Bloomberg: Facebook Rethinks News Organizations as Political Advertisers. “The company came up with a policy that puts news publishers in the same category as political publishers for the purposes of its new ad-transparency efforts. Facebook told media organizations they would have to verify their identities and have any ads promoting stories about politics placed in a public database, just like political campaigns would. Within hours of a Bloomberg News report on the initiative and criticism from news organizations, Facebook decided to rethink its plan. It no longer has a clear solution for transparency around ads that promote news stories about politics, according to a person familiar with the matter.”
New York Times: Germany Acts to Tame Facebook, Learning From Its Own History of Hate. “Security is tight at this brick building on the western edge of Berlin. Inside, a sign warns: ‘Everybody without a badge is a potential spy!’ Spread over five floors, hundreds of men and women sit in rows of six scanning their computer screens. All have signed nondisclosure agreements. Four trauma specialists are at their disposal seven days a week. They are the agents of Facebook. And they have the power to decide what is free speech and what is hate speech.”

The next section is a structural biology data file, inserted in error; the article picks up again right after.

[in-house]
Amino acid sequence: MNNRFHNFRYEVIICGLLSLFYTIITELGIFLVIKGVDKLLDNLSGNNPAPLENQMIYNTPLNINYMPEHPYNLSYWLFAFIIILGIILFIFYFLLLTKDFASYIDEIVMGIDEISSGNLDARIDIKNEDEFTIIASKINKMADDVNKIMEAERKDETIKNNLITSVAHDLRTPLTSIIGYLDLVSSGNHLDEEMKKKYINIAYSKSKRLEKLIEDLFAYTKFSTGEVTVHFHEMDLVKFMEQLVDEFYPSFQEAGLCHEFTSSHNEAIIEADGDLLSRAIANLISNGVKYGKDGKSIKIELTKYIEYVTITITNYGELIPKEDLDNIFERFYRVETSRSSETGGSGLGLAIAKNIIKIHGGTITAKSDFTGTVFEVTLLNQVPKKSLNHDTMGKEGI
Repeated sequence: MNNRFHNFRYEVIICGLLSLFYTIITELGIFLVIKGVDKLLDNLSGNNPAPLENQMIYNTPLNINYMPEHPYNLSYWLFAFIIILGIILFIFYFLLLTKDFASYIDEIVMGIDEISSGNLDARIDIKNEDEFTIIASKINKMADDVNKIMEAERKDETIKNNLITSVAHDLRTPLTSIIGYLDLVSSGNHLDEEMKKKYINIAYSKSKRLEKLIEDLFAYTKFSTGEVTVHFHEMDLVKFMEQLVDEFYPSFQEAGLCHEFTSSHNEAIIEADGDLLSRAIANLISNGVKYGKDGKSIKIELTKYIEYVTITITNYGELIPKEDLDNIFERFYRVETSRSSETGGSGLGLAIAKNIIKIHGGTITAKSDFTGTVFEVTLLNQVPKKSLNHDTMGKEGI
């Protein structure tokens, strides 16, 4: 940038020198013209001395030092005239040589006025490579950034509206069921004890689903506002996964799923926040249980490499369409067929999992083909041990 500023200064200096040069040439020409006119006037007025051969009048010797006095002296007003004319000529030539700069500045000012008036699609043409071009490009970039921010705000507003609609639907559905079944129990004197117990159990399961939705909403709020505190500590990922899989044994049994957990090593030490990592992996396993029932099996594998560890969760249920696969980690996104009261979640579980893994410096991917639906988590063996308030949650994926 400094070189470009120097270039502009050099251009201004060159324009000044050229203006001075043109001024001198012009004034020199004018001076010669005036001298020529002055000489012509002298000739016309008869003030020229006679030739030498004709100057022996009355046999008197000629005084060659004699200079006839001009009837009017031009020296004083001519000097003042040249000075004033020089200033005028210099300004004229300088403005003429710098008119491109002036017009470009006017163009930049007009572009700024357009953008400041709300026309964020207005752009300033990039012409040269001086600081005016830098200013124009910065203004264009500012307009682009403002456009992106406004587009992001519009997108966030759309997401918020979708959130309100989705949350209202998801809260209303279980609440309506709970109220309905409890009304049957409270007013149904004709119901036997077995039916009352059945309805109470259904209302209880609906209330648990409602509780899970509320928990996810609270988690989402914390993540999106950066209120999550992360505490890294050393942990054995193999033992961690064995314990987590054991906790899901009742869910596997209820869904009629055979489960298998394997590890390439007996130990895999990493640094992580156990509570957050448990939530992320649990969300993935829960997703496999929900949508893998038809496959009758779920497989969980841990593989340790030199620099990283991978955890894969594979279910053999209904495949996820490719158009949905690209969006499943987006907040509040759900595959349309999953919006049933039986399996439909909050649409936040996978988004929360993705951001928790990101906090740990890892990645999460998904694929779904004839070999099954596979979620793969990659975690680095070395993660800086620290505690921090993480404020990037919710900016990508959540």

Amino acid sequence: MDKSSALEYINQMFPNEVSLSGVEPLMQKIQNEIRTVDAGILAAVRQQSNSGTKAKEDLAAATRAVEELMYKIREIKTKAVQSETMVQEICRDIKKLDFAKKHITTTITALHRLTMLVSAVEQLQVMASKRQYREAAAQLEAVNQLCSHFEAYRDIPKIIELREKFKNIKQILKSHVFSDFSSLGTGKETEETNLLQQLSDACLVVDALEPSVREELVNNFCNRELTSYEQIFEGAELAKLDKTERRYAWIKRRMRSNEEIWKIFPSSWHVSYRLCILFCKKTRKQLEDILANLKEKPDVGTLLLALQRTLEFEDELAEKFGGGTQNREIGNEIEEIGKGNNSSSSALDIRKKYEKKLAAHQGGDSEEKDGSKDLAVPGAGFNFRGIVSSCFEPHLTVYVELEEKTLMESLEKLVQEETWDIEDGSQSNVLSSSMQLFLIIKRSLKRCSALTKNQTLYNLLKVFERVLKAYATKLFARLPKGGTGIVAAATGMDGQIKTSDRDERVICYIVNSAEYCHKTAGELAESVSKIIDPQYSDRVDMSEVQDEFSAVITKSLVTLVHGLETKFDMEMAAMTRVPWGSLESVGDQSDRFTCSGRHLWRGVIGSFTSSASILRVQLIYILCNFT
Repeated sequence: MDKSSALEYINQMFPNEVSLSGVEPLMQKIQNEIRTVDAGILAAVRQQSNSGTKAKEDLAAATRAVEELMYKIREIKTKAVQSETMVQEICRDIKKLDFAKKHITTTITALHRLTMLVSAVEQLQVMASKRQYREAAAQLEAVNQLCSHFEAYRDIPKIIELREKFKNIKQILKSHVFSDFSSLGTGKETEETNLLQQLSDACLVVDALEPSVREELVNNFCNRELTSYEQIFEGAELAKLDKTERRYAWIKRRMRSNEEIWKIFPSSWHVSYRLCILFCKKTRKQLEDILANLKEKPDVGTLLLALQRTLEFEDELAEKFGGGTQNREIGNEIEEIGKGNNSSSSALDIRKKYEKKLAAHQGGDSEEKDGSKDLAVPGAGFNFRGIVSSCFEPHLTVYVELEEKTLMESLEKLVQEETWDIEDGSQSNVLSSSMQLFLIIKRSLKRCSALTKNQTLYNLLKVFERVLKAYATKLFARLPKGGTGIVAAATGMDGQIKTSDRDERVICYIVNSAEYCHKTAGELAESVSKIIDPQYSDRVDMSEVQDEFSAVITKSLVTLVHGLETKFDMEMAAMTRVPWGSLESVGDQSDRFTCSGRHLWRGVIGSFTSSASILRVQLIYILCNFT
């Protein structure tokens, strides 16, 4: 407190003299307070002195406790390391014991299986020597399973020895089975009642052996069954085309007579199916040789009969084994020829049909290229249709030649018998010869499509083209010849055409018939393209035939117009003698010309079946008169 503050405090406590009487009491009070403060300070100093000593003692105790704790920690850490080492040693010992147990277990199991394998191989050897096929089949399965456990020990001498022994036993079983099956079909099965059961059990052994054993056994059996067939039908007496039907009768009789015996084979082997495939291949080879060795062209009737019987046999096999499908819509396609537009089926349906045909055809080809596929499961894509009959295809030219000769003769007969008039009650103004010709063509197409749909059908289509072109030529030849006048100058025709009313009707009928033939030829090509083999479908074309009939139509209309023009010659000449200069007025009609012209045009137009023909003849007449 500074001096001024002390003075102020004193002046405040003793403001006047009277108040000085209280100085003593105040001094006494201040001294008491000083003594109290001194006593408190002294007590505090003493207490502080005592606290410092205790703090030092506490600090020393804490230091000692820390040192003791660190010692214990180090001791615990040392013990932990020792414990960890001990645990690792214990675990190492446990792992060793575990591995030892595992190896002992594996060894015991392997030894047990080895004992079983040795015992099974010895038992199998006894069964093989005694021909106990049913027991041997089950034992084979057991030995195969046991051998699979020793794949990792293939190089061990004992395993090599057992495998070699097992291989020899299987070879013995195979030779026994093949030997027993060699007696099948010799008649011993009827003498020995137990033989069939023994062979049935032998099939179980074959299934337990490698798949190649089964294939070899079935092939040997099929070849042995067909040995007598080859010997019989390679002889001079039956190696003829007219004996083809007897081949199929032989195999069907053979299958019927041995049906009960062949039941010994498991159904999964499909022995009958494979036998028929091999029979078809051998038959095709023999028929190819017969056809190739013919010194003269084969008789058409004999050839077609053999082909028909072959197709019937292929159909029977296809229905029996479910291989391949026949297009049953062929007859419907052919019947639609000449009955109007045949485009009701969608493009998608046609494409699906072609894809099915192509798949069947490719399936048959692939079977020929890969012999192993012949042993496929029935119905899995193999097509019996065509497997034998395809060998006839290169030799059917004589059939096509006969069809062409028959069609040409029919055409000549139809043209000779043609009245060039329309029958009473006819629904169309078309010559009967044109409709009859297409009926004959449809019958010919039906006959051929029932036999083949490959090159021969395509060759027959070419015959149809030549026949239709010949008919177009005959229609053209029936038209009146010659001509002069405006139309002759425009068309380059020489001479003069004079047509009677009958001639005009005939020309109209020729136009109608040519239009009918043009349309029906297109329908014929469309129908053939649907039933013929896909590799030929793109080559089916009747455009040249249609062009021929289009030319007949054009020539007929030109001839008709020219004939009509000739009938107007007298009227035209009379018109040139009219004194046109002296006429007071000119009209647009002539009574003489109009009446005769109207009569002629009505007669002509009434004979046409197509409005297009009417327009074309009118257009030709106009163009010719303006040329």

SECURITY & LEGAL
TechCrunch: Does Google’s Duplex violate two-party consent laws?. “Google’s Duplex, which calls businesses on your behalf and imitates a real human, ums and ahs included, has sparked a bit of controversy among privacy advocates. Doesn’t Google recording a person’s voice and sending it to a data center for analysis violate two-party consent law, which requires everyone in a conversation to agree to being recorded? The answer isn’t immediately clear, and Google’s silence isn’t helping.”
Wall Street Journal: Buyer Beware: Hundreds of Bitcoin Wannabes Show Hallmarks of Fraud. “Hundreds of technology firms raising money in the fevered market for cryptocurrencies are using deceptive or even fraudulent tactics to lure investors. In a review of documents produced for 1,450 digital coin offerings, The Wall Street Journal has found 271 with red flags that include plagiarized investor documents, promises of guaranteed returns and missing or fake executive teams.” This article is paywalled. Good morning, Internet…